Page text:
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  • Writer's pictureJim

I Dare Me

New Year’s Day, 2011. The weather is cold and windy at the Jersey shore. Lu Ann Cahn is an investigative reporter who covers breaking news investigative stories for NBC 10 news in Philadelphia and a breast cancer survivor. Standing on the beach with dozens of eager members of the Polar Bear Club, Lu Ann prepares herself to dash into the freezing waters of the Atlantic Ocean as a participant in the Annual Polar Bear plunge. As she strips down into her bathing suit, she questions her judgement and sanity and wonders how in the world she got here.

A few months before the Polar Bear Plunge, Lu Ann felt stuck in her life. She had a successful career, a good family life and was in good health, but felt like she was just treading water. The excitement had gone out of life. She wasn’t growing anymore. A change was needed. Lu Ann made a decision that for the next 365 days, she would try at least one new thing every day.

Some of the changes were big like travelling to New Zealand. Some were small like cutting down a Christmas tree or eating a McRib sandwich. Some were uncomfortable like going an entire day without a mirror or not saying anything negative in a day. Some were emotional and rewarding like helping an accused murderer turn himself in to the authorities. All of the 365 ”firsts” together changed her life.

In 2013, Lu Ann published, “I Dare Me, How I rebooted and recharged my life by doing something new every day”, a book of her experiences.

Here are some of the lessons learned from Lu Ann Cahn’s ”I Dare Me” year along with how they can relate to your fitness routine.

Small Changes

“It’s the smallest changes that eventually change everything.”

Starting a new exercise program or adding more water to your daily nutrition are small changes that can have significant long-term effects on your health and fitness. Small changes made over a long period of time will produce enormous results. Change does not have to be hard or large. Adding 5 pounds to an exercise, increasing repetitions or decreasing rest time between exercises every few weeks can add up to large fitness and strength gains.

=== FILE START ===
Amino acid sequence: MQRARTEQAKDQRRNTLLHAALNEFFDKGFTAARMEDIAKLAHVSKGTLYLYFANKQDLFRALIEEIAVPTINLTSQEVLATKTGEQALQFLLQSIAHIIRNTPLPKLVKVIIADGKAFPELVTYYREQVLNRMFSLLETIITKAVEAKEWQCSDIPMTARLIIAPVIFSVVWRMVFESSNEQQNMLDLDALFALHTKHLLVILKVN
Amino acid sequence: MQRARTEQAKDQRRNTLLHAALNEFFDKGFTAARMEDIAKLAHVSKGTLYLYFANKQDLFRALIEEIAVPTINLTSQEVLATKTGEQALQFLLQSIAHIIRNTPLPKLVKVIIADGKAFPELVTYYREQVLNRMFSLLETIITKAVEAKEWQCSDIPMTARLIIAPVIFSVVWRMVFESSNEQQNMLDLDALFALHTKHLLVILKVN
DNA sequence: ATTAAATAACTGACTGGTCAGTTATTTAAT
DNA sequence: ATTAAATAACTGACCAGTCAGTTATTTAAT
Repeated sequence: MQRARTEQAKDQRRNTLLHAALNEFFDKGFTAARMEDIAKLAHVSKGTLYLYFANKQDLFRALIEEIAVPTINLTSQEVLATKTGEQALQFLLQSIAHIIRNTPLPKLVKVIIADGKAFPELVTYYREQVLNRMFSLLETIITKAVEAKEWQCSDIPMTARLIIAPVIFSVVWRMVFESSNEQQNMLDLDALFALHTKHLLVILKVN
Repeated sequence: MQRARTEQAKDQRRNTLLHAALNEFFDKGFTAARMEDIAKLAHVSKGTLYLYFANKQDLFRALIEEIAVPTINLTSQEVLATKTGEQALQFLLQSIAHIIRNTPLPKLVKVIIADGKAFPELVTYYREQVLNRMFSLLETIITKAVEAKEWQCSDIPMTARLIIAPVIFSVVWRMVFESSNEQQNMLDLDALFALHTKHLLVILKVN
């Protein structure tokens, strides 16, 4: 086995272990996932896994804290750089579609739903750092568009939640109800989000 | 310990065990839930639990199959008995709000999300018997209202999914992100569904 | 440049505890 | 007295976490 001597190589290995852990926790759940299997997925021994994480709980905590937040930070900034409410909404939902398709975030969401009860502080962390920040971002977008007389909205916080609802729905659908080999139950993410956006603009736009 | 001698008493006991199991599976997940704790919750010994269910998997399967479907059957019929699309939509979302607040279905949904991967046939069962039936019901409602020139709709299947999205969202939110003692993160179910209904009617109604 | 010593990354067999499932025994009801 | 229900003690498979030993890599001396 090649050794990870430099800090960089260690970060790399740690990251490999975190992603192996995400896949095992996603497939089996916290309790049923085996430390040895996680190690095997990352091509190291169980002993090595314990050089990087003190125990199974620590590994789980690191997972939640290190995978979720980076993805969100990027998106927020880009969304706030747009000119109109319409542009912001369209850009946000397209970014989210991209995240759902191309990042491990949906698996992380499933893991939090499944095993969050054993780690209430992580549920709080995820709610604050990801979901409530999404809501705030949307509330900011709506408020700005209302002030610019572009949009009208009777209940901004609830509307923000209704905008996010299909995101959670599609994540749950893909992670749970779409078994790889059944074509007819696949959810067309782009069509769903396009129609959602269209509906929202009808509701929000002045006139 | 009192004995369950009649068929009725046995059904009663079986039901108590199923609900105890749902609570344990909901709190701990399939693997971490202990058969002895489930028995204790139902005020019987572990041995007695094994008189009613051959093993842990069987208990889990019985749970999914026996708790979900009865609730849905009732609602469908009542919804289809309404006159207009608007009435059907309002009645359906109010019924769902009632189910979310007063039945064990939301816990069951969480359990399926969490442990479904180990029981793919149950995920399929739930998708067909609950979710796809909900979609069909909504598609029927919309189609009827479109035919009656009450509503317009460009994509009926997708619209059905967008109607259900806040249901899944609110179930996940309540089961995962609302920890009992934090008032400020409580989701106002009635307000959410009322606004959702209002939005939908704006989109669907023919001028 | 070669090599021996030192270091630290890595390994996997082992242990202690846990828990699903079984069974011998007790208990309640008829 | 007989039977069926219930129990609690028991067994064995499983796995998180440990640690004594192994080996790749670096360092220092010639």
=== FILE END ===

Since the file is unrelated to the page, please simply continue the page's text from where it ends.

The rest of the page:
“There’s no doubt these first experiences dealing with facing a fear are the toughest and the most symbolic. In my mind, they are also the most rewarding.”

“Some research suggests getting fit will help fight fear and anxiety. One Princeton University study shows rats who exercise grow neurons in their brains that are less responsive to cortisol, a stress hormone.”

Cortisol is a hormone that is released in the body in response to stress. Cortisol is the same hormone that has been implicated in weight gain. Cortisol helps to replenish our body after a stressful event. When Cortisol remains elevated, your appetite increases tempting you to eat more. Exercise can mute our response to Cortisol and make weight gain less likely.

The Comfort Zone

“I found the more I pushed myself out of my comfort zone, the more rewarding and interesting the experience was.”

Many people are intimidated by gyms and exercise. Weight training can be intimidating, especially for women. Working out can be an uncomfortable experience. If you are new to exercise, out of shape or had a bad experience with fitness as a child, you may be uncomfortable or reluctant to join a fitness center. Allow yourself to feel uncomfortable as you take on the challenge of exercise.

Take Notes

Record your first. Find a way to keep the memory. You can look back on it when you need inspiration for another challenge.

Recording workouts or taking photos of the physical changes that accompany a good weight training program are an excellent way to judge progress and maintain motivation. Reviewing your records and photos will show how much you have improved since starting your exercise program.

Lu Ann Cahn completed her 365daysoftrying something new each day. The experience changed her life.

How can you “Dare Yourself”? Are you ready to start your journey to fitness and health? Are you ready to take your fitness to the next level?

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